KERRY THARP: Questions for Mark Martin.
Q. I don't know how much of a golf fan you are, but did you have a chance to check in on what Tom Watson was doing last week? What's going on? Is there hope for the 49-year-olds like myself?
MARK MARTIN: There's hope, buddy. Did you see Bill Elliott out there today? Believe me, there's hope (smiling). The guy's still got it. He's still pushing the button.
Yeah, it's pretty cool. Like I said, you know, before, heck, if you can make any kind of history, it's usually a good thing. I don't know. I'm sure loving it.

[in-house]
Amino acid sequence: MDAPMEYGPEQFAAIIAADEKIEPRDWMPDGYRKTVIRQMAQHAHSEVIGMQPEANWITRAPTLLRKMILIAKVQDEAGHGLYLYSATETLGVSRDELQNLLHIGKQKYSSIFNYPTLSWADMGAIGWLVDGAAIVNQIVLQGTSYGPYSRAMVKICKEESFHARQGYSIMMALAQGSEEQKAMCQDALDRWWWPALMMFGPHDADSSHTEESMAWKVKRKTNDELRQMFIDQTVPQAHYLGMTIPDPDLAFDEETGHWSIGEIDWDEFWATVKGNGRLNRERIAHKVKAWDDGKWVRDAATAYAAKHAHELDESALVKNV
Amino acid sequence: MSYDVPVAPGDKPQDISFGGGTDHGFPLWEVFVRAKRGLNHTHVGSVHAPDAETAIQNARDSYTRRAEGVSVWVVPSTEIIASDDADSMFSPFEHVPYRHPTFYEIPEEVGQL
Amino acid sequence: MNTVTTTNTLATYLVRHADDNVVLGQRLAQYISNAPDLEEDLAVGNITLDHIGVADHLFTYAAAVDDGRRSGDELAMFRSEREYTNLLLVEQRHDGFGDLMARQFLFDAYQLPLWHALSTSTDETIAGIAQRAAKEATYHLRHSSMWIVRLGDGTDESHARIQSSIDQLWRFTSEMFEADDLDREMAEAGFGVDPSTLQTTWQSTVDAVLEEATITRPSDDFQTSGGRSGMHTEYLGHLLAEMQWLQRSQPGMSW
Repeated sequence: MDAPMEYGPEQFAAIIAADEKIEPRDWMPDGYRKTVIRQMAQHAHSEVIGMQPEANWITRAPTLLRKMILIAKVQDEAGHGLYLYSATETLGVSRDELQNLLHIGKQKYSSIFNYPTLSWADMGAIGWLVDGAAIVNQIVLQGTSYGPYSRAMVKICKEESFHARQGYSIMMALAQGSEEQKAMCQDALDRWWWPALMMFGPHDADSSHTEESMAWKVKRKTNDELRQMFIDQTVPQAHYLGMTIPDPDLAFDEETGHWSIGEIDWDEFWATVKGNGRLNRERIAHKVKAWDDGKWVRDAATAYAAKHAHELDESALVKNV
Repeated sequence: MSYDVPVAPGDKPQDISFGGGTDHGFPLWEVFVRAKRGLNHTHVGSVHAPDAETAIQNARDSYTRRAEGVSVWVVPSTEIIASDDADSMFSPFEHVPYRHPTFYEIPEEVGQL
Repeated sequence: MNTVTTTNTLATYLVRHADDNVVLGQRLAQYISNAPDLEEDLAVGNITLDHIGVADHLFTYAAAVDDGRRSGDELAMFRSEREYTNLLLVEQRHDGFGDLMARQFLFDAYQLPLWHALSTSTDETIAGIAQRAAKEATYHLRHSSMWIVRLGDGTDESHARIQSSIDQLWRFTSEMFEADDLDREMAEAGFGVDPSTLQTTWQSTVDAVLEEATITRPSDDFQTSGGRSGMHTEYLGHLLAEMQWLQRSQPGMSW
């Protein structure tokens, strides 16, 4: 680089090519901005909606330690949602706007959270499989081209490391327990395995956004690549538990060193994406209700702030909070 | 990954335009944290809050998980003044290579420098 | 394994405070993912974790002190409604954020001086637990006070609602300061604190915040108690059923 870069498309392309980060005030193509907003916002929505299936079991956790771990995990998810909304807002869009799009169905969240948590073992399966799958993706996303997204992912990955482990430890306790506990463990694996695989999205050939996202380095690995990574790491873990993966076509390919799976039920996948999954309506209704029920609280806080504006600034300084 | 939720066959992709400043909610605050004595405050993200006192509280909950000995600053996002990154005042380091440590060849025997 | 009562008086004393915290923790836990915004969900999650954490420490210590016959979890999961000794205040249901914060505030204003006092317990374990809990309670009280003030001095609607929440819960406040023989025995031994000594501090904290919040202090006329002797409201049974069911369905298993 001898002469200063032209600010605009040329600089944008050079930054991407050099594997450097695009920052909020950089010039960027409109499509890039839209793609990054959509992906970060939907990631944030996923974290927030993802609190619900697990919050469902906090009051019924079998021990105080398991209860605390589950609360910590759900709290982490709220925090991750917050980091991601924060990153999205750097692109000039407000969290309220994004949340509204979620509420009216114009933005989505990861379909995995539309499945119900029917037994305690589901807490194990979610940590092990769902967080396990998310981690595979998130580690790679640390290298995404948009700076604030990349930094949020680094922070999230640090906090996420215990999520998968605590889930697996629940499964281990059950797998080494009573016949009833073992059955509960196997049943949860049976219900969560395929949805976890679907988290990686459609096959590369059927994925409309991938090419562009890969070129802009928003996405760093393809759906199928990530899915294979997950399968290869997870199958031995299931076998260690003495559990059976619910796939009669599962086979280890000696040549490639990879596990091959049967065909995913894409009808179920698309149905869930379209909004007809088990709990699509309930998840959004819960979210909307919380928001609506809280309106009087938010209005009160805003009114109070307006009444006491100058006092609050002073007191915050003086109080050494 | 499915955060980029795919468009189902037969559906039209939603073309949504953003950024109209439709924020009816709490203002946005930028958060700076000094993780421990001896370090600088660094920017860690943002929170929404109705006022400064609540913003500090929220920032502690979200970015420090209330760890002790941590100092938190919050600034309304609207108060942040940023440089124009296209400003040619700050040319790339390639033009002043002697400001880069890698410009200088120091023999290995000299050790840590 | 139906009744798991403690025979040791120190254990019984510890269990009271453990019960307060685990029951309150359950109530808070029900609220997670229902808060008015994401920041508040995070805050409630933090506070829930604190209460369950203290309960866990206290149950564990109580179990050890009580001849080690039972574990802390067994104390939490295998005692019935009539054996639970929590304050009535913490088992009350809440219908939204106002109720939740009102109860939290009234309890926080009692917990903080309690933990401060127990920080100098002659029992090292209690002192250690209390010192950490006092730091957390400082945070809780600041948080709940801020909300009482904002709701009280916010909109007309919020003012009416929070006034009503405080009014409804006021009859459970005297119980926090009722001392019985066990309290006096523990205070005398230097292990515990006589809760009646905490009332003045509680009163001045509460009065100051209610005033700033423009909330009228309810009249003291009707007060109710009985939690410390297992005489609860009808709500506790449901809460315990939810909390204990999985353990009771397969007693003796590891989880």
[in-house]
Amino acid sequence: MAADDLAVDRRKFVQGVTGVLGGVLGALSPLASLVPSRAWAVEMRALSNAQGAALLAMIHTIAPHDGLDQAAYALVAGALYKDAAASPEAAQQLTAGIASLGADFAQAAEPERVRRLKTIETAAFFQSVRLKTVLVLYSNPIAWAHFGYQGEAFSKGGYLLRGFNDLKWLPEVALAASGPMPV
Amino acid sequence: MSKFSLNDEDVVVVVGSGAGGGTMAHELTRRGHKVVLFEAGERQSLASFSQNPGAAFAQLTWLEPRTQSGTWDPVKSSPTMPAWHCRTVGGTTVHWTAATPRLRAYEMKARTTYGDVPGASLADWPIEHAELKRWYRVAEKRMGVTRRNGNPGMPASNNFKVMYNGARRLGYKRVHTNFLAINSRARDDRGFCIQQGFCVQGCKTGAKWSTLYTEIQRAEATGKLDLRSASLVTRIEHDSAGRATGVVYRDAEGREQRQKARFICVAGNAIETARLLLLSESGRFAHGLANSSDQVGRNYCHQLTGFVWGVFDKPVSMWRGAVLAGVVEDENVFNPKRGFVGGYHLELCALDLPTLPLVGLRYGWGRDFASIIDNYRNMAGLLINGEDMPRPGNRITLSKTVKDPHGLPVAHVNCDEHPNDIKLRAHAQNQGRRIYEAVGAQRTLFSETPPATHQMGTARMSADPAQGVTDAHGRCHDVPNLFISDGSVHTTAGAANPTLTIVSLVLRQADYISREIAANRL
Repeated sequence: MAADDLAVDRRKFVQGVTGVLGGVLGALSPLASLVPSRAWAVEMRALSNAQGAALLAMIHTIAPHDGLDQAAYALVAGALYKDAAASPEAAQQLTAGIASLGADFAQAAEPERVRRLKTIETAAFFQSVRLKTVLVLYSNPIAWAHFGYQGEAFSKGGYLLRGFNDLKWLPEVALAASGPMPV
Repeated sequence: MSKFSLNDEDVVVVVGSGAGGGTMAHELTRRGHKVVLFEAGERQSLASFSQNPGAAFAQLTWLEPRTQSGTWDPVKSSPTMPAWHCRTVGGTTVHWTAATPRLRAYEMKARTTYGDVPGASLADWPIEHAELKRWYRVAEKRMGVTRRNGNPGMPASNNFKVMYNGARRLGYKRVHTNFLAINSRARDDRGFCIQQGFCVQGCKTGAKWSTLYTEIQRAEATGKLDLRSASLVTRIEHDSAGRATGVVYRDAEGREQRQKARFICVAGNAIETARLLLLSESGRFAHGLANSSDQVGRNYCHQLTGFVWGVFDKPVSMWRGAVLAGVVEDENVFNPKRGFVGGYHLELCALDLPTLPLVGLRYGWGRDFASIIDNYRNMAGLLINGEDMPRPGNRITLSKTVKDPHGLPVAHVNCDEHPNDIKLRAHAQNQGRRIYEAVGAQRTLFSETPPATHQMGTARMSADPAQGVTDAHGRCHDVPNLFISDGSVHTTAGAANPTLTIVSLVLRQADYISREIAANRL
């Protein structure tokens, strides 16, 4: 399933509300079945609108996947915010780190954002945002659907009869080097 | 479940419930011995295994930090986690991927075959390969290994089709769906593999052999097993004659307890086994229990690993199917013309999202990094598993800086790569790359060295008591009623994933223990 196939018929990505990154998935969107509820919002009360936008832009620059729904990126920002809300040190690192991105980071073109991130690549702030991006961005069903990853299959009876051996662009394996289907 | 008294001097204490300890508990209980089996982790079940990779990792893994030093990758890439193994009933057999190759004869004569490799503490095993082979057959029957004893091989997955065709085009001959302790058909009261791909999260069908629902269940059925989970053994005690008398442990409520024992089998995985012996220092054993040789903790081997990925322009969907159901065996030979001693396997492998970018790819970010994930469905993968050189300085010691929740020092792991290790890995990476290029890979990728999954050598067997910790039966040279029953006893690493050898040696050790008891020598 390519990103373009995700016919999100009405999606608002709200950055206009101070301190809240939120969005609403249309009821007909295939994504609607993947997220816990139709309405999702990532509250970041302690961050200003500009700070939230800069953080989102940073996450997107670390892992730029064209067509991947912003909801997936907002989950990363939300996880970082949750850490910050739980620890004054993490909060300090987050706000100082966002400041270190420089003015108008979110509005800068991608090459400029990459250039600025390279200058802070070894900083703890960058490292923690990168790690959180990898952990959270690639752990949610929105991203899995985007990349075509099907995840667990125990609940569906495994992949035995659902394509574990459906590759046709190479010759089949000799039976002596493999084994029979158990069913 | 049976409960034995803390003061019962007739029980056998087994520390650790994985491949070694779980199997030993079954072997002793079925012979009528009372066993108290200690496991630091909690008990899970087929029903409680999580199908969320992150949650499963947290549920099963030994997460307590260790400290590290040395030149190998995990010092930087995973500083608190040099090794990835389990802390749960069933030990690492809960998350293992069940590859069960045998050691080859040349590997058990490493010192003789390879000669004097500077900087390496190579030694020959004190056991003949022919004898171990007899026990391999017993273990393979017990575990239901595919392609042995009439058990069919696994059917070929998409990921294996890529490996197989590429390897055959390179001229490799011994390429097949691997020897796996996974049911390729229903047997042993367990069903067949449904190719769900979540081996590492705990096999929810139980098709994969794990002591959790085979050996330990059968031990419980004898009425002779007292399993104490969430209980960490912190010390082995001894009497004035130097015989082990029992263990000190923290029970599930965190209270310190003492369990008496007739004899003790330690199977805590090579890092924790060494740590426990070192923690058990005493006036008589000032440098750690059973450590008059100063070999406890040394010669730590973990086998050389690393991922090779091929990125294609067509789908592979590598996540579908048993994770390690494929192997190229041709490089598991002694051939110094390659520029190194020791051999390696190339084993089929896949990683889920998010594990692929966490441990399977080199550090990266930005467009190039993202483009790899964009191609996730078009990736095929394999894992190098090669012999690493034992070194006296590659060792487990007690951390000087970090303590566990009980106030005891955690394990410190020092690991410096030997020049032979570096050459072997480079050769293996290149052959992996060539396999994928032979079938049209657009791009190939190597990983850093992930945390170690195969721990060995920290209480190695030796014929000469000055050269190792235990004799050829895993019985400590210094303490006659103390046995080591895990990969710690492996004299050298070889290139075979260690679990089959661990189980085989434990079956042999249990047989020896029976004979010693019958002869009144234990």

I can promise you one thing: no matter what, there is nobody in NASCAR having more fun than me (laughter). I'm sure about that. Ultimately, that's really what it's about.
Q. Did you watch any of Watson?
MARK MARTIN: I did hear peripherally. It's not on my radar screen. I did hear about it, and do watch the news and check the news. I knew a little bit about what's going on.
But if it doesn't have wheels on it, I don't know much (smiling).
Q. What do you see as the difference between this year's car and last year's car?
MARK MARTIN: You know, I had an awesome car last year. We set on the outside pole last year. The 8 car was awesome, spectacular. But we couldn't keep a right rear tire on it as long as most of them. I didn't get to race Jimmie and Jeff. Don't know that I could have anyway, but I didn't get a chance to.